LOUISVILLE, KY (WAVE) - One of the biggest drug dealers Louisville has seen was released from prison and is devoting his life to encouraging young people.
Robert Hayes attended Iroquois High School in Louisville. As the son of a preacher and homemaker, he admits he was taught right from wrong. However, his life took a turn for the worse at age 13, when his mother died.
"I was mad, I guess I was mad at God and the world because I wondered why God took my mom," Hayes said. "When I was at school I would see the other kids with their moms and I wondered why mine had passed and it hurt inside."
Hayes began dabbling with the wrong crowd as a young teen. Eventually, he said many referred to him as one of the biggest drug dealers in Louisville.
"I sold poison to my people," Hayes said. "I sold poison to people who were then distributing it down to a lower level."
The "poison" Hayes speaks of is also known as cocaine.
MORE ON WAVE3.COM
+ Arson victim to receive surgery from non-profit as she battles bullying
+ Sheriff: Dangerous man surrenders peacefully, now off the streets
+ Victim of Beechmont neighborhood shooting dies
"I could go anywhere I wanted to," Hayes said. "If I wanted to get up and fly somewhere I could, if I wanted to get up and buy a Jaguar or Bentley, I could. I had the cash money to do that."
His "business" was so large, he said he didn't even have to touch the drugs he sold, he had other people do it for him. In 1998, at age 29, Hayes was arrested and charged with conspiracy to possess a controlled substance with attempt to distribute. He was sentenced to 20 years in federal prison and lost everything he owned.
"In the end, I lost everything," Hayes said. "It is like the word of God, what's the man to gain the world and lose his soul? I had the best of the clothes, jewelry and women but I just don't want to live that lifestyle anymore."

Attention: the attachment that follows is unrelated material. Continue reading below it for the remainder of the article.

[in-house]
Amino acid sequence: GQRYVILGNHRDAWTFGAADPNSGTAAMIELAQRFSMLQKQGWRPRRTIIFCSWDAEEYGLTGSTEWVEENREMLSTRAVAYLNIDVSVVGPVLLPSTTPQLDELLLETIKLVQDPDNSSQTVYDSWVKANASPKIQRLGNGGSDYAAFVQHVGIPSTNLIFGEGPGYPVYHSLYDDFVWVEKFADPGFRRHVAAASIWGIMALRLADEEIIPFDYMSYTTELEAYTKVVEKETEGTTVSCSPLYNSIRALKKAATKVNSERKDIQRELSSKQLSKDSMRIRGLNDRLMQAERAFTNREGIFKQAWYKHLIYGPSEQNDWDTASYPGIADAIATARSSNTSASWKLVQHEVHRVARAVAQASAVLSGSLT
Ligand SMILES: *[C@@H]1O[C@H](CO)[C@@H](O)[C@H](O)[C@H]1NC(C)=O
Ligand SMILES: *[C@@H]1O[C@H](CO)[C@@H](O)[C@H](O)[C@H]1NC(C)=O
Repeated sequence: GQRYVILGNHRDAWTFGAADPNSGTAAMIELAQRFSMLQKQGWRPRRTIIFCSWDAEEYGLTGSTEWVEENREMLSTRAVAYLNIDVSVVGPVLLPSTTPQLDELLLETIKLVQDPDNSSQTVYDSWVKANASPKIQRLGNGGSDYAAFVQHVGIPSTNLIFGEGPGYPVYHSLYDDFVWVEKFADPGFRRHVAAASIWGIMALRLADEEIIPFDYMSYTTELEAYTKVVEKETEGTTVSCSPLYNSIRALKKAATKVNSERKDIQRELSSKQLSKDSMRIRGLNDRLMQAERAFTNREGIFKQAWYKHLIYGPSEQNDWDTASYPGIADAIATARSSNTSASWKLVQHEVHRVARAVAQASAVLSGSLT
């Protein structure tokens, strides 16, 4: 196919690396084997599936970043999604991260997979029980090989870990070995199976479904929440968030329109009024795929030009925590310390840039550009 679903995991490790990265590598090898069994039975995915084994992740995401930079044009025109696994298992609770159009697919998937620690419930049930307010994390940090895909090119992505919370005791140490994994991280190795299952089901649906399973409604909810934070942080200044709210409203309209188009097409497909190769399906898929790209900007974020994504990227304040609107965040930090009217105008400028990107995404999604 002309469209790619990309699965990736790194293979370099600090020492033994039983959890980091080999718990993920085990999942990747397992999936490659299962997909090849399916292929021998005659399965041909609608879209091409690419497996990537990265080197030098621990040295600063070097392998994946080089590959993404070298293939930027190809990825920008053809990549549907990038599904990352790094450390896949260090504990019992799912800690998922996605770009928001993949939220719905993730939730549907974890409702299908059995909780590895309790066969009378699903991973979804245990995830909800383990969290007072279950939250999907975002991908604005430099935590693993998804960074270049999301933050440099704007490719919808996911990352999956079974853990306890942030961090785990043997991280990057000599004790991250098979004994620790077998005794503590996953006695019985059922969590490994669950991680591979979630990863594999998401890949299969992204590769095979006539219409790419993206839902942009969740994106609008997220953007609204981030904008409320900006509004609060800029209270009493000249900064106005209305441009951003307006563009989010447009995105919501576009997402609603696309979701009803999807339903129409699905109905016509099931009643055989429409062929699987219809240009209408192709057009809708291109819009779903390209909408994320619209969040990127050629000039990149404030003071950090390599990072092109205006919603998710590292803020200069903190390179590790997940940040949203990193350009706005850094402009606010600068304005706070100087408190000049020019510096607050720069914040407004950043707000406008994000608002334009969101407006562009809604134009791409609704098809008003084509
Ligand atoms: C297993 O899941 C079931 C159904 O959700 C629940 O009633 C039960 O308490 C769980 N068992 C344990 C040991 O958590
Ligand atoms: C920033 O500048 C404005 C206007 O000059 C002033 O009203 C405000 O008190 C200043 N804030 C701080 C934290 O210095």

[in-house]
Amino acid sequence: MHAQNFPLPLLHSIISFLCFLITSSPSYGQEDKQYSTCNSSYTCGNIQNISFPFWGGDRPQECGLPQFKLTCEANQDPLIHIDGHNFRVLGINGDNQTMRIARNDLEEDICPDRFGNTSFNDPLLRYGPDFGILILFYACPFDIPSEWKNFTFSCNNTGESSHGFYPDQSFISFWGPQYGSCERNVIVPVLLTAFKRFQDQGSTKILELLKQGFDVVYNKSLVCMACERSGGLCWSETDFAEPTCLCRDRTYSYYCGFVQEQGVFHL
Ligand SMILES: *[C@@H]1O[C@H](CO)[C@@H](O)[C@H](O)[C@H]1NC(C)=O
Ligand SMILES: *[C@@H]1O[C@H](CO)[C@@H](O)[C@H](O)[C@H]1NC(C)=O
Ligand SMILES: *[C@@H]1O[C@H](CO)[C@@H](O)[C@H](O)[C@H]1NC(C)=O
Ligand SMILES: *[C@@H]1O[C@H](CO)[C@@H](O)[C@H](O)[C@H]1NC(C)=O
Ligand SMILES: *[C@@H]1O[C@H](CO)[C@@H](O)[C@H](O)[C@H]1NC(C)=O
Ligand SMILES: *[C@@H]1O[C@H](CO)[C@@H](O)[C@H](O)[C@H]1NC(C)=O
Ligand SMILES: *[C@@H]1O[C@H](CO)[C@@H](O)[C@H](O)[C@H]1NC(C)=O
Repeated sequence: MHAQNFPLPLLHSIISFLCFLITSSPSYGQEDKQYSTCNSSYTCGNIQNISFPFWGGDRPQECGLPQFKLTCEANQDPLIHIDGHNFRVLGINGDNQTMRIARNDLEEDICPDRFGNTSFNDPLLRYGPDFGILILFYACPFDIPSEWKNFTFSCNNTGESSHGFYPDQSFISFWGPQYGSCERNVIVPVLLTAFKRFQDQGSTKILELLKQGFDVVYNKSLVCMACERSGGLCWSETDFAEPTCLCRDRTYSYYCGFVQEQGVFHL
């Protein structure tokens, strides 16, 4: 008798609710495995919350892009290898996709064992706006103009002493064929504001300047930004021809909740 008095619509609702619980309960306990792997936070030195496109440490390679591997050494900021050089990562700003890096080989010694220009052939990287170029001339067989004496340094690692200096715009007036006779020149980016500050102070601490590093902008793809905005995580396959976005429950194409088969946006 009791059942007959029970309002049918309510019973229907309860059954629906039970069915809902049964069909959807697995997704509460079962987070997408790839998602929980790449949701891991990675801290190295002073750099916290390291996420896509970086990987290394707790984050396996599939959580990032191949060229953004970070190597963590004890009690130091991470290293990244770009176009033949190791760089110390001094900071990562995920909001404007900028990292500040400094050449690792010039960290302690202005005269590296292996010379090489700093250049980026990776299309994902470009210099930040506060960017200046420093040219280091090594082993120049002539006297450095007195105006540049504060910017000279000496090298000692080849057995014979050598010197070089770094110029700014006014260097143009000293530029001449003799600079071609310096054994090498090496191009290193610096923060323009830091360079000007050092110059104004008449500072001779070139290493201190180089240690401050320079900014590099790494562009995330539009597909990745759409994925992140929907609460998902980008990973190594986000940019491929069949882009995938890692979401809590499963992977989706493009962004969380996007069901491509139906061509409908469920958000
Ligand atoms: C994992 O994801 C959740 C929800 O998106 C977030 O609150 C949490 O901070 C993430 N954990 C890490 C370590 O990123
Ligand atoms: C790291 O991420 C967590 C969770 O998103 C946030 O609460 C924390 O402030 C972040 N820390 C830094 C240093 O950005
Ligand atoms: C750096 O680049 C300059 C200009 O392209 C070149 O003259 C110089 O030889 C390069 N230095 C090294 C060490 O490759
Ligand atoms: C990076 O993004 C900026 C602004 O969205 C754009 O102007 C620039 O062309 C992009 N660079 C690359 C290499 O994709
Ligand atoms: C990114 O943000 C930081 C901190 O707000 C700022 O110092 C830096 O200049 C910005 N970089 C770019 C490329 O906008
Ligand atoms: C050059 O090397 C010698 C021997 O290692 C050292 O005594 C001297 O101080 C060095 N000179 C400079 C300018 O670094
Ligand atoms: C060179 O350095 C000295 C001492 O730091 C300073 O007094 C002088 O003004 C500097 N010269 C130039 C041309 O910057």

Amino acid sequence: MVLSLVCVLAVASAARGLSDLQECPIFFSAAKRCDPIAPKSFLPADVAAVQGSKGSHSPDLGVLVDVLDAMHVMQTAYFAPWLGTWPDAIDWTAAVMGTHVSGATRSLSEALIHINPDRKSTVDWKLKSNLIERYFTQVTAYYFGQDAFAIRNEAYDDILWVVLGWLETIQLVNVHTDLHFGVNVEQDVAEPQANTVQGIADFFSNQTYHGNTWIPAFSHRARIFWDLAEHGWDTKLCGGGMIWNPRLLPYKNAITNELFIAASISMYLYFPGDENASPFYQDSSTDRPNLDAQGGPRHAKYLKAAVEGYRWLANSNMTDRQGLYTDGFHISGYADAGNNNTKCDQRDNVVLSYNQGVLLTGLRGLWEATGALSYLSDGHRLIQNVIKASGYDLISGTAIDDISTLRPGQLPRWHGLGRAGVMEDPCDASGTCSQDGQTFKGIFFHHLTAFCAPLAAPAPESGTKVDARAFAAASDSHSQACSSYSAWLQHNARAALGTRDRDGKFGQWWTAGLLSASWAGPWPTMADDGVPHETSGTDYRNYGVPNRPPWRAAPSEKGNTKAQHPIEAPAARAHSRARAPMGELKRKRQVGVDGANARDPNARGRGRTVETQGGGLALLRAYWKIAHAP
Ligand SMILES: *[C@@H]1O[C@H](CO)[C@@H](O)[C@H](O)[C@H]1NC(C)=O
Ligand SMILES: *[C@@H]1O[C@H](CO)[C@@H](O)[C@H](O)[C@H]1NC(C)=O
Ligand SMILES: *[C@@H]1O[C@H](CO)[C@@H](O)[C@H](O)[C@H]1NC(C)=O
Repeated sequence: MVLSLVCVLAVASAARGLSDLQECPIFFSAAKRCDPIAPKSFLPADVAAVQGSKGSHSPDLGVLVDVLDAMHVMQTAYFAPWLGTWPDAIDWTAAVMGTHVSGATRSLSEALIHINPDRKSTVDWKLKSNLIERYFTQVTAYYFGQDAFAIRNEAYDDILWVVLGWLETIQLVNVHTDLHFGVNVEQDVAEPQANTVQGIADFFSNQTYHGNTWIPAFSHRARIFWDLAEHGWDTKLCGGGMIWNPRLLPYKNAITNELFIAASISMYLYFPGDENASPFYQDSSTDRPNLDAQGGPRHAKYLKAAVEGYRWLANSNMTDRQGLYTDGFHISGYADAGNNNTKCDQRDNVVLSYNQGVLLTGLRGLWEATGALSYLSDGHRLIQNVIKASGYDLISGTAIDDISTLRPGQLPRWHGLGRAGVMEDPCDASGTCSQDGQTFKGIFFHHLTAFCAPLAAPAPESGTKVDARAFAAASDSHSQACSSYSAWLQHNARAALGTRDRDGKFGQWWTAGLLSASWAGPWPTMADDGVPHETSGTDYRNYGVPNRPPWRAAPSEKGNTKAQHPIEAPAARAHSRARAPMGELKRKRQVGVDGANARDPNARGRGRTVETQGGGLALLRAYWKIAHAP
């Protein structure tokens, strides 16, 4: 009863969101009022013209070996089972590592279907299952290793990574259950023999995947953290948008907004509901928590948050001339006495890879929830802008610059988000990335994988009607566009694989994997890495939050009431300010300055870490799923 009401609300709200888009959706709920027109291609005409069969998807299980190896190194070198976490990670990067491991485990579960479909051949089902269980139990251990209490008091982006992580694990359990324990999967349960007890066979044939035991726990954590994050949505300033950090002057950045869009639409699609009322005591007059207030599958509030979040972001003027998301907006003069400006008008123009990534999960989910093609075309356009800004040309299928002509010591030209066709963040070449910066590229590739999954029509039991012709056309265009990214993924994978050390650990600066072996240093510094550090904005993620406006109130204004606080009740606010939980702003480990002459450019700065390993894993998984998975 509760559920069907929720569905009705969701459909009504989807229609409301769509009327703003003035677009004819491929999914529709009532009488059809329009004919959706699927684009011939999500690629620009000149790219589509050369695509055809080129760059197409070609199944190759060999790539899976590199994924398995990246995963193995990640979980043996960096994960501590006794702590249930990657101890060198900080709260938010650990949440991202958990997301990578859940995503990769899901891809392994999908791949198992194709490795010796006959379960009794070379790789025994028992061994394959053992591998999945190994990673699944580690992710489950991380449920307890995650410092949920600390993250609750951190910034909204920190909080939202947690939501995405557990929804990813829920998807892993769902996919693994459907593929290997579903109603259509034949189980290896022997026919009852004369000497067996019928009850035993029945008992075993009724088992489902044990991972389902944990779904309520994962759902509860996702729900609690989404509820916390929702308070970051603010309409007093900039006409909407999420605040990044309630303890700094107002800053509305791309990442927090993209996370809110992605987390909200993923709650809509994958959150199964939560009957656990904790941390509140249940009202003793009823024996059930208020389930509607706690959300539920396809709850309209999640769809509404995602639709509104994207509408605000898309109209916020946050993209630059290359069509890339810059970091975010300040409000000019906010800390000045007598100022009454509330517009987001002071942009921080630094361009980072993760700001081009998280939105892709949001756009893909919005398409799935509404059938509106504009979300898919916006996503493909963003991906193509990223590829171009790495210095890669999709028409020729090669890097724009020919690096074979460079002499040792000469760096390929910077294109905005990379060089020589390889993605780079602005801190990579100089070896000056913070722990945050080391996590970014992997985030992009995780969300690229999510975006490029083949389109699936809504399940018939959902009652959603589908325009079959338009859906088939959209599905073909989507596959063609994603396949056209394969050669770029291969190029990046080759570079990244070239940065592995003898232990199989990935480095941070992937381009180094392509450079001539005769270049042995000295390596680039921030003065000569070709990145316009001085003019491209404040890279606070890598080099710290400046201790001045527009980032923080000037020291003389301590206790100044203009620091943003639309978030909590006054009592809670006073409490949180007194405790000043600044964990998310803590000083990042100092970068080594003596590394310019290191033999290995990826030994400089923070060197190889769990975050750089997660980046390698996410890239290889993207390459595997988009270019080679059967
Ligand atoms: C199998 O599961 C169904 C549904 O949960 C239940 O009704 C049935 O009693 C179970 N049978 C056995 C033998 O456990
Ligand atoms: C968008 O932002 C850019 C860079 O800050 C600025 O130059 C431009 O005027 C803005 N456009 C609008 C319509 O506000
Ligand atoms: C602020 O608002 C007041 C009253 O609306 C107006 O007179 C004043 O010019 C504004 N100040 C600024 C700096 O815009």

Hayes served 17 years in federal prison. Meanwhile, his six children were raised by their mothers.
Since Hayes was released from prison, he has devoted his life to preventing others from following in his footsteps. He spent Tuesday evening sharing his life story in front of dozens of kids at Park Hill Community Center. Because he understands the frustrations youth face at home, school and in the streets, he hopes his story will inspire them to look past the life he chose.
He produced a movie, "Winner Take All," that was filmed in Louisville, Indiana, Miami and Key West. Hayes is depicted through a character named Ron. The story is a timeline that reflects closely to experiences Hayes had while growing up, along with being arrested.
Hayes films the movie every year, allowing people to try out with using particular skills to ultimately learn the ins and outs of movie making.
This is only one of the ways he's hoping to provide youth with opportunities. He's also a part of The United Presidential Blessing Foundation. It provides an opportunity for young men and women to learn hands on skills after school, such as plumbing or other trades that can be used in everyday life.
"So when they are done learning these trades, they can use the skills right here in Louisville instead of breaking into someone's house, picking a gun up or picking a pack of drugs up," Hayes said. "I want to help the children and give back because God gave me a second chance."